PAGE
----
For the people of Norfolk Island what happened to Fletcher Christian and the ‘mutineers’ is much more important. Christian eventually took those men who had not supported the mutiny to Tahiti, then, knowing the Admiralty would come looking for them if the mutiny was discovered, he set sail for a safe haven, taking with him eight mutineers, six Polynesian men, twelve women, and a baby. [2]

Pitcairn was safe enough, but very small; there was increasing tension between the white men and the Polynesians, and eventually all but one of the men was killed. John Adams had turned to religion and led his remaining flock well. But the island was soon overpopulated. In due course the islanders wrote a letter to Queen Victoria, begging her for a new home. Now I’m something of a cynic: I think that request happily coincided with the decision to close the penal settlement on Norfolk. There were good economic reasons for closure – but it did offer an opportunity to those pesky French if the island was abandoned. I imagined a scene from “Yes Prime Minister”, with Sir Humphrey explaining the value of handing over the island to the Pitcairn folk, who could be left to it with very little further impact on the English purse. And they’d keep the dreadful Froggies out. Win win win.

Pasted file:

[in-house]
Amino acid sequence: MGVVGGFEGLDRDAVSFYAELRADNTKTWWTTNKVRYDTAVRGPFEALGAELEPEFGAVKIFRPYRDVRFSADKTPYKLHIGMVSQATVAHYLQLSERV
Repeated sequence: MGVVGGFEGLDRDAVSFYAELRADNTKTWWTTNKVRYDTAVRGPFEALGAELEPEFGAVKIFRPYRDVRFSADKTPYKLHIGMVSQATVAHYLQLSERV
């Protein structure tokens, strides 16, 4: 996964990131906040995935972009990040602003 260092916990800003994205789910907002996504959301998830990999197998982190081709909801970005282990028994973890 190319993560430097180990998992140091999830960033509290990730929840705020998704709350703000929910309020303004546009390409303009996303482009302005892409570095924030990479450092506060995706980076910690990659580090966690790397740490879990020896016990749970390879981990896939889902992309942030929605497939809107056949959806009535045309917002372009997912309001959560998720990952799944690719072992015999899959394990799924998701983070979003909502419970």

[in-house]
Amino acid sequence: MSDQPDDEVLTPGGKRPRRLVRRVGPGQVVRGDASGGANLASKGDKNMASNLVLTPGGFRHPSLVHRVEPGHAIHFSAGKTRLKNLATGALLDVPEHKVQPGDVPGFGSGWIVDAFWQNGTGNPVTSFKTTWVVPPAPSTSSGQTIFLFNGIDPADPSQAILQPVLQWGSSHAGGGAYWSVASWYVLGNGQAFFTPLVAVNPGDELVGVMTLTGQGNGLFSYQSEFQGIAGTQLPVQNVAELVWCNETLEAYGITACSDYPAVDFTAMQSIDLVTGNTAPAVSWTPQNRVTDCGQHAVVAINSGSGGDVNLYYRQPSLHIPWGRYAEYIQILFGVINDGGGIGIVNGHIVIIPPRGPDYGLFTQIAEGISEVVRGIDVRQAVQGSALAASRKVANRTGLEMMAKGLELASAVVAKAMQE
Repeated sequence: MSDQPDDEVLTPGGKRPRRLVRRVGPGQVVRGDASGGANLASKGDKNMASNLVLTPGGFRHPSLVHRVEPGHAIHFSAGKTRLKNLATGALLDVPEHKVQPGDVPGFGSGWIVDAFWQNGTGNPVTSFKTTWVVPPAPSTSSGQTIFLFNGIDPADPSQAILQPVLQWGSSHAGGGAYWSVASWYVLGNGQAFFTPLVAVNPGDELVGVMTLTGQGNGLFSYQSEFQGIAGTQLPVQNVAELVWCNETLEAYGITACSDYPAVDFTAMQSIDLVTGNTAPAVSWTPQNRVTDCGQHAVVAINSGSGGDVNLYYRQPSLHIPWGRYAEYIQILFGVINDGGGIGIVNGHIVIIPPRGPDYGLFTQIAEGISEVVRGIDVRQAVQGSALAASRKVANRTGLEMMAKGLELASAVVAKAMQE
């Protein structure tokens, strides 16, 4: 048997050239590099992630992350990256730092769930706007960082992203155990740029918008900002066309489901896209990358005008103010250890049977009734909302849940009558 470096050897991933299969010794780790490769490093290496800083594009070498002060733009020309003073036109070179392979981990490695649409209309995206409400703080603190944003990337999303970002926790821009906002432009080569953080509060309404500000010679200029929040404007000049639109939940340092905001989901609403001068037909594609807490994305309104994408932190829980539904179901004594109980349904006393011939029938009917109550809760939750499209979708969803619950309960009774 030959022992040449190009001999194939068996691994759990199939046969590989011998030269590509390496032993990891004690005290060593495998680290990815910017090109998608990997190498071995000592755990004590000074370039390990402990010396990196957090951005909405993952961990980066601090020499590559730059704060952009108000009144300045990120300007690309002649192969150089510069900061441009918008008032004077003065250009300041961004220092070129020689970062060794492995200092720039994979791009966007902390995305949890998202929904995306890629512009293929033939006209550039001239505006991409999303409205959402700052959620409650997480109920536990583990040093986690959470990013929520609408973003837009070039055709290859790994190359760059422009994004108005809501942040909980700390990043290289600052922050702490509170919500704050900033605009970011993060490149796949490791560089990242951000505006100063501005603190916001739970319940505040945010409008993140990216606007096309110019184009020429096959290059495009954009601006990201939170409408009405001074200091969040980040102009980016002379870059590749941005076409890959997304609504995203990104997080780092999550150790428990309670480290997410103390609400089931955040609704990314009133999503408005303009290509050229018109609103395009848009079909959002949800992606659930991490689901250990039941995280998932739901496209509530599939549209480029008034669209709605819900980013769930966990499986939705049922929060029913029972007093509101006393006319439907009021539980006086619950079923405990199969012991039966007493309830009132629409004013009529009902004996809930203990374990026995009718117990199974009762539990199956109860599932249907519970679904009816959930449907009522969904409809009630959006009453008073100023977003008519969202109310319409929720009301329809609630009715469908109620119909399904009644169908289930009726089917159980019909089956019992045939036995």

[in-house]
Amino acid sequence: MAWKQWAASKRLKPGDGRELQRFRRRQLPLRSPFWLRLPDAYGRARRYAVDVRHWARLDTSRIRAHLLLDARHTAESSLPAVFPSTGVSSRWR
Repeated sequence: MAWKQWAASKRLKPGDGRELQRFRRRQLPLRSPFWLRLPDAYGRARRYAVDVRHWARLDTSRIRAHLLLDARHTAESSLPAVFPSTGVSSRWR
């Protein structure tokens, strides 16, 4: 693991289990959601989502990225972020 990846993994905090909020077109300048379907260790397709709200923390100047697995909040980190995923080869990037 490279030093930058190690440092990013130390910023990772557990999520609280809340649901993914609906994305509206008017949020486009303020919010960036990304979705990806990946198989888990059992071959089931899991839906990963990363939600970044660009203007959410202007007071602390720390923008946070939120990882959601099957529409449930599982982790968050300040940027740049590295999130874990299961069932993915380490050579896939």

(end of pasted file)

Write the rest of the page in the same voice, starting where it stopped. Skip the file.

Ahem. Back to Norfolk. Two local artists have created a cyclorama that illustrates the history of the Pitcairn islanders from the Bounty’s departure from Portsmouth through to the mutiny, settlement on Pitcairn and then the first landing on Norfolk in 1856. The cyclorama is a series of stunning, realistic paintings set in a circle. As you walk from one scene to the next, you listen to music and sounds to accompany what you’re looking at. Documents explaining the history are on the opposite wall. It’s a spectacular historical experience. No photos are allowed, but here’s the website. Click through the header to get some idea of this very special place.